Establishing a fundraising strategy

Asking for money is never easy, but it is unfortunately a necessity for many community groups, unless yours is one of the very, very lucky groups whose funding is guaranteed.

Fundraising can - and should - be a fun and exciting experience. It is also an experience that should be shared and for leaders of community organisations one of the challenges is ensuring that all committe members - and in fact - all the group should have some involvement in raising money.

As a first step, it is important for an organisation to assign the overall responsibility of fundraising activities to one person. Even with a fundraising committee or outside consultants one person needs to be in ultimate control of what you are doing in fundraising. While everyone seems to acknowledge that getting money into your organisation is important, the role of the fundraiser is often under-valued. It shouldn't be. Without sufficient funding coming in, groups can struggle to get their important message across, provide their services or indeed survive as a group at all.

Establish a fundraising strategy

The development of a fundraising strategy needs to be an annual exercise but it is also ongoing as well. A fundraising strategy needs to have the flexibility to be able to react to new opportunities or to curtail activities that are either not practical or not profitable. The best thing is to schedule some time where your committee or those interested in fundraising can get together and thrash around some ideas and establish some goals.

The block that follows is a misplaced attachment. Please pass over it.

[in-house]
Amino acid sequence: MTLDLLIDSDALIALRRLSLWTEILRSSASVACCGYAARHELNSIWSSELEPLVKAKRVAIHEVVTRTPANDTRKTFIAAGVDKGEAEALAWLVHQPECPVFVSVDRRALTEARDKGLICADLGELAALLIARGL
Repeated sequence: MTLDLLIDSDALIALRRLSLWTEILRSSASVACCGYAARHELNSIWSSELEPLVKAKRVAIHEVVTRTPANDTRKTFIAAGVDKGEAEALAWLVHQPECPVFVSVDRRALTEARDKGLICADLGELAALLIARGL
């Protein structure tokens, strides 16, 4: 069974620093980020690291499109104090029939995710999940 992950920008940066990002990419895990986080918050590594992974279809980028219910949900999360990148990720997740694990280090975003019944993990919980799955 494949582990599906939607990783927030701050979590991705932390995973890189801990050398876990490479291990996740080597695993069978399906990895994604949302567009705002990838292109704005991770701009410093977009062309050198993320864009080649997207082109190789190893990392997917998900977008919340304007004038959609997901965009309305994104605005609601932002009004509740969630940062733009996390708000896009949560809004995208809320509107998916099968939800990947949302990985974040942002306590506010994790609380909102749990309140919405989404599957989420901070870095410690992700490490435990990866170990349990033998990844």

First steps:
  • Outline your goals. What do you hope to achieve?
  • Research past fundraising activities - what has worked? And just as importantly, what didn't?
  • Work out who your friends and potential friends are and who is willing to support your organisation - businesses, government departments, individuals, families, philanthropic trusts and foundations.
  • Conduct market research with members, friends, etc on their good ideas or what has worked in their groups to raise money.
  • Detail a case to support each prospective fundraising activity.
  • Describe and decide on the method in which you plan to raise funds.
  • Set an estimated target for each method.
  • Set a timeline. Set up a year planner noting good times for the organisation to raise funds. Pay attention to grant deadlines.
  • Document your progress so that if you are struggling, the bells start ringing early enough to change tack.
  • Establish an evaluation strategy in place.